By Beatrice M. Laforga
THE Department of Finance (DoF) said it is studying proposals to tax salty food as a health measure, including the practicalities of such a scheme and its possible impact on inflation.
In a phone message yesterday, Finance Undersecretary and chief economist Gil S. Beltran said the department is studying a taxation proposal based on salt content put forward by the Department of Health (DoH).
“We are still studying the tax rate and tax base,” Mr. Beltran said in a mobile phone message.
After tax rates are determined, he said the impact on inflation can then be estimated.
“When we decide, (data on the) impact on inflation will be available,” he said.
In a separate phone message, Finance Secretary Carlos G. Dominguez III told reporters that the DoF needs to clarify the DoH proposal.
“Have to discuss thoroughly with them,” Mr. Dominguez said last week.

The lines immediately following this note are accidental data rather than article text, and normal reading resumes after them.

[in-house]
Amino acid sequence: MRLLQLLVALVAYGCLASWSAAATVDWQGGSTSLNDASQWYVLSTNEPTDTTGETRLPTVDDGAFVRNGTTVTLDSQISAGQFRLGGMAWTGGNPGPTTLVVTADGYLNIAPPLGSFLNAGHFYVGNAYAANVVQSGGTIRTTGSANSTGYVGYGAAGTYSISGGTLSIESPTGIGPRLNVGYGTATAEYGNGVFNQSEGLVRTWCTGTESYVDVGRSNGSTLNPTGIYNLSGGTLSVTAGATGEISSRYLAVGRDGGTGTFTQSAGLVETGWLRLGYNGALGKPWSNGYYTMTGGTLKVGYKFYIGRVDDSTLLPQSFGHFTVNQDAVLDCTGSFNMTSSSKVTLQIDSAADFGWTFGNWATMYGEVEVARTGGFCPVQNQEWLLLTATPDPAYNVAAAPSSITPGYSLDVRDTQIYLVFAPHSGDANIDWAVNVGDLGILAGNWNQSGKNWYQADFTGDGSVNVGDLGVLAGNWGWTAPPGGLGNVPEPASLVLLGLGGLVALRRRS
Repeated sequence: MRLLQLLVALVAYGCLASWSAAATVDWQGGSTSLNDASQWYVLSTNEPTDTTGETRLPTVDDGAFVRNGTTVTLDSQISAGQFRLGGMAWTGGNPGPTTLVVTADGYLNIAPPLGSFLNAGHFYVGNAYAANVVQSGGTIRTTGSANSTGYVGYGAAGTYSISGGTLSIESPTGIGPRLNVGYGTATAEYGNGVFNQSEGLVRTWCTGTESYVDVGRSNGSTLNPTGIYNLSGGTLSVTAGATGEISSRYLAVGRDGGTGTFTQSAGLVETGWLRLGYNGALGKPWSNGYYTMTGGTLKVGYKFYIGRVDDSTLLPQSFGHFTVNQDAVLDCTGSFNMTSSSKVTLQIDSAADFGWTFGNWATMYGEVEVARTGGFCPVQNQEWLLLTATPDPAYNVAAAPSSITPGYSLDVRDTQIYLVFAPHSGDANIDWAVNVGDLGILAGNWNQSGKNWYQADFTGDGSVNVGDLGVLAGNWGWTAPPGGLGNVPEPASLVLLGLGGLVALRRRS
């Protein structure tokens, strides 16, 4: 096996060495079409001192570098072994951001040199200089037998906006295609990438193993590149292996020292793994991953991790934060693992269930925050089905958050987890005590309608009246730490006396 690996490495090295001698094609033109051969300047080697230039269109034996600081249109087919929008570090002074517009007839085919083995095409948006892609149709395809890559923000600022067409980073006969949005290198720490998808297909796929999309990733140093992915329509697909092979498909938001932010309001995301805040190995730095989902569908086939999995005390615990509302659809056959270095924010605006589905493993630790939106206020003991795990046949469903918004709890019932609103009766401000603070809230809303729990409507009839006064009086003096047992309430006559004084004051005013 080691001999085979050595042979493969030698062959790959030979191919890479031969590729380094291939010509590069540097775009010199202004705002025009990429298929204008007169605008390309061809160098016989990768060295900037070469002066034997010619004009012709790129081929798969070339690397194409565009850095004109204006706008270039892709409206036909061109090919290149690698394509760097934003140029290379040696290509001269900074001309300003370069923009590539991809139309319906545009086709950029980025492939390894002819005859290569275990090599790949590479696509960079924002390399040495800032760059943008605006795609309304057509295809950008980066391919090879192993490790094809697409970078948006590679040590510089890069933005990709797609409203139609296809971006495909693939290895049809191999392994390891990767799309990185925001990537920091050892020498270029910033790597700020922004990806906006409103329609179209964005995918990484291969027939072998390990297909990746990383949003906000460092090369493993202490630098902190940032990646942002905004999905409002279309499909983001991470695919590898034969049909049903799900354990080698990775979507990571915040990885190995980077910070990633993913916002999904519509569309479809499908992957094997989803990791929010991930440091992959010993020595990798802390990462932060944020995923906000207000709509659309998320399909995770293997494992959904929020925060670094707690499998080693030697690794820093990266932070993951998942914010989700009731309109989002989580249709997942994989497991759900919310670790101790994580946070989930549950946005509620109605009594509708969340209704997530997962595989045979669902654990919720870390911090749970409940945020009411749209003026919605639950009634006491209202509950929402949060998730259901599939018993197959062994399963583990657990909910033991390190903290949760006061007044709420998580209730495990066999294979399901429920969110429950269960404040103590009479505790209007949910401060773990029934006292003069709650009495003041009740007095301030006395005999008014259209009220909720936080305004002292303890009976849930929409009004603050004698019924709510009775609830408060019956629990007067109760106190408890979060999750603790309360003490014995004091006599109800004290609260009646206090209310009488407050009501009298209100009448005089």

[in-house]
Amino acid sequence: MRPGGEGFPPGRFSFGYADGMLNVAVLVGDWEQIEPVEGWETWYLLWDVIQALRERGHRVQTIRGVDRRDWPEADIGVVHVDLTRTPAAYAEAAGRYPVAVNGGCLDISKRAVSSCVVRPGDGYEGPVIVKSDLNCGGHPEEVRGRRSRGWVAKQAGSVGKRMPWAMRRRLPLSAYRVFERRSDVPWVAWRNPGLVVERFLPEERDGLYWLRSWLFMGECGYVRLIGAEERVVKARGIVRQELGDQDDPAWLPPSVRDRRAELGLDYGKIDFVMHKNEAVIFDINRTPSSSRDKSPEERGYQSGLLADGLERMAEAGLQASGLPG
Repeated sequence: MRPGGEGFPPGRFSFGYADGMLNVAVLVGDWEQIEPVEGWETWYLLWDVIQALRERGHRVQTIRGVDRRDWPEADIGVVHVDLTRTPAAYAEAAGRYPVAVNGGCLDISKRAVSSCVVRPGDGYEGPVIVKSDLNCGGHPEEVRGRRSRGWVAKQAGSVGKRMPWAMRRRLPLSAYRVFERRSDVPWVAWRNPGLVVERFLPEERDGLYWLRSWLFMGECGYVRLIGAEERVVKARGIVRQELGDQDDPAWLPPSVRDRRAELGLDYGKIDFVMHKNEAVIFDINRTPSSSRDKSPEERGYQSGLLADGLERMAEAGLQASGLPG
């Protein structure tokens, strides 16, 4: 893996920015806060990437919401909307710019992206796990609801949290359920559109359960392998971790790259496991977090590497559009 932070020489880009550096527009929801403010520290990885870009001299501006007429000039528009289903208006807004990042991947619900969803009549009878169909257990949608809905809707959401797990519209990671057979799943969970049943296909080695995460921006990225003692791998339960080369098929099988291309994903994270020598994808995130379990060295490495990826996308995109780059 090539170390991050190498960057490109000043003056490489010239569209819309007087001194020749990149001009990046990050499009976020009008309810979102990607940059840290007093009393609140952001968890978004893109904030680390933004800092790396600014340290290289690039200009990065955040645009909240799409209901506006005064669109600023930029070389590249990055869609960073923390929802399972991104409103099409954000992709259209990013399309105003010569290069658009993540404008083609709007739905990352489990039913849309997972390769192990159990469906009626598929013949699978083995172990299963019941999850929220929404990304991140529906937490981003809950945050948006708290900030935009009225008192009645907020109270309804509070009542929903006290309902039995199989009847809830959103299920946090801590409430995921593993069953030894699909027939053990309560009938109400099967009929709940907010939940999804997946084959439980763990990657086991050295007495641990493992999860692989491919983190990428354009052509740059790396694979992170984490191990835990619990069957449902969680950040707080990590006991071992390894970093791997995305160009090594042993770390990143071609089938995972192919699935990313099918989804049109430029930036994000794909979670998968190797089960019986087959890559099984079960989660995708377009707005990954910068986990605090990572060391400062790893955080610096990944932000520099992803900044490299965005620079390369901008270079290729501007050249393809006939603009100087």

The DoH is currently studying raising taxes on salty foods in an attempt to reduce consumption after World Health Organization (WHO) reported that Filipinos’ consumption on salty foods exceeds the organization’s recommendation.
However, the Health Department has yet to release a detailed plan.
The government currently taxes “sin” products like alcohol and tobacco, as well as sugar-sweetened drinks, on health policy grounds, in order to reduce future health care costs for the broader population. Excessive salt consumption is linked with hypertension, which over the long term could develop into various cardiovascular diseases as well as impaired kidney function.
Mr. Beltran said that the DoF’s study will be done within the month as it is still considering the types of foods that might fall under the category of “salty food.”
UnionBank of the Philippines, Inc. chief economist Carlo O. Asuncion said higher taxes on this “highly weighted food group” could add around 0.1 to 0.3 percentage points to inflation but “the actual tax rate will dictate the actual impact.”
“Pinoys love their salty food. Tuyo, daing and dilis come to mind,’ he said, referring to varieties of dried fish. “These are staples in most Filipino households. If the tax proposal happens, there may be an obvious bump in inflation but it is likely to be temporary. People will adjust. The tax idea is not bad at all if the goal is primarily health-related, though,” Mr. Asuncion said in a mobile phone message.